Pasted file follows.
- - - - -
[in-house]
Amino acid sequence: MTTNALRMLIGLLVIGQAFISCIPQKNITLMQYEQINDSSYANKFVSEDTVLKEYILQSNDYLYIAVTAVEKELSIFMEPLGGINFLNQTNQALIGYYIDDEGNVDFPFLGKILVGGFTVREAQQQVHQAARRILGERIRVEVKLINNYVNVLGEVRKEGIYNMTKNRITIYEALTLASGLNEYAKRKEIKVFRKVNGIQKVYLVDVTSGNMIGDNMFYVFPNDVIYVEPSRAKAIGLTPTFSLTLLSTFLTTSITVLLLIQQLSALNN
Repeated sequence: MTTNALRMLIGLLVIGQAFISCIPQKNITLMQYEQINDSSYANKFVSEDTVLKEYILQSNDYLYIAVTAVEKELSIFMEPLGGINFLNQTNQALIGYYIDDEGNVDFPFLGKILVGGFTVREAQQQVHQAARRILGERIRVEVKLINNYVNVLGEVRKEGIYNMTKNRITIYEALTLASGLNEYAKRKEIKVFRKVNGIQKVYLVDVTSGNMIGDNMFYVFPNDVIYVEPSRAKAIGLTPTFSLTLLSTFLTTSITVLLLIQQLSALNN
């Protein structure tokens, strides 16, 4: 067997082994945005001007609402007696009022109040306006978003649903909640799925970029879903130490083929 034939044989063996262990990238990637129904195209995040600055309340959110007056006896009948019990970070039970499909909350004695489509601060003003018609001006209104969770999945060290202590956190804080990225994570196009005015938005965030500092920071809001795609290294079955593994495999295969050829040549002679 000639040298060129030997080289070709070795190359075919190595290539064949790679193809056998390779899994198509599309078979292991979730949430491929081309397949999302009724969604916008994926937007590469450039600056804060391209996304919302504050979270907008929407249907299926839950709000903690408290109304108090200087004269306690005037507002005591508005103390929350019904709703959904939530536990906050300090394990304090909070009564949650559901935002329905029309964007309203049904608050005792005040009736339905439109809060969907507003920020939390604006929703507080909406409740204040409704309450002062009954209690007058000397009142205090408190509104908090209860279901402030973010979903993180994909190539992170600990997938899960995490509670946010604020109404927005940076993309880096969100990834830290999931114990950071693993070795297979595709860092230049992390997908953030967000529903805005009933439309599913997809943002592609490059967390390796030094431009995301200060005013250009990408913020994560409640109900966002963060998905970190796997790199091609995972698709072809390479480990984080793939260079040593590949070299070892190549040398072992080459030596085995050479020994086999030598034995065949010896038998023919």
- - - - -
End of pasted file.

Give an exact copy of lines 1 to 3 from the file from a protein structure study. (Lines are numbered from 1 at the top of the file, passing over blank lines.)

[in-house]
Amino acid sequence: MTTNALRMLIGLLVIGQAFISCIPQKNITLMQYEQINDSSYANKFVSEDTVLKEYILQSNDYLYIAVTAVEKELSIFMEPLGGINFLNQTNQALIGYYIDDEGNVDFPFLGKILVGGFTVREAQQQVHQAARRILGERIRVEVKLINNYVNVLGEVRKEGIYNMTKNRITIYEALTLASGLNEYAKRKEIKVFRKVNGIQKVYLVDVTSGNMIGDNMFYVFPNDVIYVEPSRAKAIGLTPTFSLTLLSTFLTTSITVLLLIQQLSALNN
Repeated sequence: MTTNALRMLIGLLVIGQAFISCIPQKNITLMQYEQINDSSYANKFVSEDTVLKEYILQSNDYLYIAVTAVEKELSIFMEPLGGINFLNQTNQALIGYYIDDEGNVDFPFLGKILVGGFTVREAQQQVHQAARRILGERIRVEVKLINNYVNVLGEVRKEGIYNMTKNRITIYEALTLASGLNEYAKRKEIKVFRKVNGIQKVYLVDVTSGNMIGDNMFYVFPNDVIYVEPSRAKAIGLTPTFSLTLLSTFLTTSITVLLLIQQLSALNN